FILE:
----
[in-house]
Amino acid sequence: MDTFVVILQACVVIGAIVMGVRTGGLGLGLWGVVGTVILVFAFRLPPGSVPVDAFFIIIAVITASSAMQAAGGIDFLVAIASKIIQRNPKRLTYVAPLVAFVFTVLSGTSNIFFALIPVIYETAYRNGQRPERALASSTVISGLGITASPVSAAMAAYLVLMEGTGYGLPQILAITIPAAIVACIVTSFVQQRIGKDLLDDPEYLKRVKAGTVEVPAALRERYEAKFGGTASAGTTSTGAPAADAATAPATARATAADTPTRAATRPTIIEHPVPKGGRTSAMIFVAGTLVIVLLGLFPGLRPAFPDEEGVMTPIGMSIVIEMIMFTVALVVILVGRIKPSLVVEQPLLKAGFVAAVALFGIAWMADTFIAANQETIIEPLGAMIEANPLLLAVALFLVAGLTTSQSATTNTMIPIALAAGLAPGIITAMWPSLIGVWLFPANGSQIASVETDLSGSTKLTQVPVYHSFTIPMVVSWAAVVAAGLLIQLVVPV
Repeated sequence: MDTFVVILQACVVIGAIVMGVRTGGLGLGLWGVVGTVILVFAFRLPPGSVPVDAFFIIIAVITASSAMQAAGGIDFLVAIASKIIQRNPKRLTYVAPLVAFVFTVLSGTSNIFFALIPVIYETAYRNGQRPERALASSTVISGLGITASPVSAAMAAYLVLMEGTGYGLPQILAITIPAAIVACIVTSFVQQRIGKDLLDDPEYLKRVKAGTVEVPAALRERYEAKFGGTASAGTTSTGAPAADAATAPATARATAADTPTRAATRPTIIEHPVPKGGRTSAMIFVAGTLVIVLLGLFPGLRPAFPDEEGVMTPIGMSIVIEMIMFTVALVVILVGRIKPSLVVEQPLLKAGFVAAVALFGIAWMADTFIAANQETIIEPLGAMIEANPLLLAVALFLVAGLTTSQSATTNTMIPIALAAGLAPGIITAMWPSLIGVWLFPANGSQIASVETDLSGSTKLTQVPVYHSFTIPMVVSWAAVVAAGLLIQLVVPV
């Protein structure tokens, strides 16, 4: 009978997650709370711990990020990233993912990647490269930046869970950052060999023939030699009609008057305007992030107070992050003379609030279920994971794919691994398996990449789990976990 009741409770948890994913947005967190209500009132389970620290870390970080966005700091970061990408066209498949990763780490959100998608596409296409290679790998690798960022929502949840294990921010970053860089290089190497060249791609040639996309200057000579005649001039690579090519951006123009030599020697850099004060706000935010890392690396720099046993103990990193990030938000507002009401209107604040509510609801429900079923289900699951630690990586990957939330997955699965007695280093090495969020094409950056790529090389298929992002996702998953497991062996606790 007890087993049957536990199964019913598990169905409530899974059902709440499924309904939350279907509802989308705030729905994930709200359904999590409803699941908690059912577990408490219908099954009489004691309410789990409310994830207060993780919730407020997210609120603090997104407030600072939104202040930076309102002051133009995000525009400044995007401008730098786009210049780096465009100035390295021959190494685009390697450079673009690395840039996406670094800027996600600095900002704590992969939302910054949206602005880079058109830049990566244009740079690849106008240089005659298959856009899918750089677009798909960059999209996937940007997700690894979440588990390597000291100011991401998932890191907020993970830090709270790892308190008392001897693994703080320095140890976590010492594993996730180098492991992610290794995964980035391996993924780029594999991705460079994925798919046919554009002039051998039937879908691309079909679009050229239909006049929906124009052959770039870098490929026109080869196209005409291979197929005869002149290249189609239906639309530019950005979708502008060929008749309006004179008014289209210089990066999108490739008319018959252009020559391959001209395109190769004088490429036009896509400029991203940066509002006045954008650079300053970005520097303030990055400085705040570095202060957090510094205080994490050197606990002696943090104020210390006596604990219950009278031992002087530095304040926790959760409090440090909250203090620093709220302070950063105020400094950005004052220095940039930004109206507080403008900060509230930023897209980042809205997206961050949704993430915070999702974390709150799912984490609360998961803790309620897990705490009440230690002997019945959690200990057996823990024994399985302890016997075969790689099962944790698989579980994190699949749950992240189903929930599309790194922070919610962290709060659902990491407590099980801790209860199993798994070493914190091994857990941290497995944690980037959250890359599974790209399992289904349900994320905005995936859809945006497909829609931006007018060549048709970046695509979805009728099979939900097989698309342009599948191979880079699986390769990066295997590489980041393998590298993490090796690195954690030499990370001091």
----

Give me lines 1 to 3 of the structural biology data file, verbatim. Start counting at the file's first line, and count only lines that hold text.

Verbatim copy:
[in-house]
Amino acid sequence: MDTFVVILQACVVIGAIVMGVRTGGLGLGLWGVVGTVILVFAFRLPPGSVPVDAFFIIIAVITASSAMQAAGGIDFLVAIASKIIQRNPKRLTYVAPLVAFVFTVLSGTSNIFFALIPVIYETAYRNGQRPERALASSTVISGLGITASPVSAAMAAYLVLMEGTGYGLPQILAITIPAAIVACIVTSFVQQRIGKDLLDDPEYLKRVKAGTVEVPAALRERYEAKFGGTASAGTTSTGAPAADAATAPATARATAADTPTRAATRPTIIEHPVPKGGRTSAMIFVAGTLVIVLLGLFPGLRPAFPDEEGVMTPIGMSIVIEMIMFTVALVVILVGRIKPSLVVEQPLLKAGFVAAVALFGIAWMADTFIAANQETIIEPLGAMIEANPLLLAVALFLVAGLTTSQSATTNTMIPIALAAGLAPGIITAMWPSLIGVWLFPANGSQIASVETDLSGSTKLTQVPVYHSFTIPMVVSWAAVVAAGLLIQLVVPV
Repeated sequence: MDTFVVILQACVVIGAIVMGVRTGGLGLGLWGVVGTVILVFAFRLPPGSVPVDAFFIIIAVITASSAMQAAGGIDFLVAIASKIIQRNPKRLTYVAPLVAFVFTVLSGTSNIFFALIPVIYETAYRNGQRPERALASSTVISGLGITASPVSAAMAAYLVLMEGTGYGLPQILAITIPAAIVACIVTSFVQQRIGKDLLDDPEYLKRVKAGTVEVPAALRERYEAKFGGTASAGTTSTGAPAADAATAPATARATAADTPTRAATRPTIIEHPVPKGGRTSAMIFVAGTLVIVLLGLFPGLRPAFPDEEGVMTPIGMSIVIEMIMFTVALVVILVGRIKPSLVVEQPLLKAGFVAAVALFGIAWMADTFIAANQETIIEPLGAMIEANPLLLAVALFLVAGLTTSQSATTNTMIPIALAAGLAPGIITAMWPSLIGVWLFPANGSQIASVETDLSGSTKLTQVPVYHSFTIPMVVSWAAVVAAGLLIQLVVPV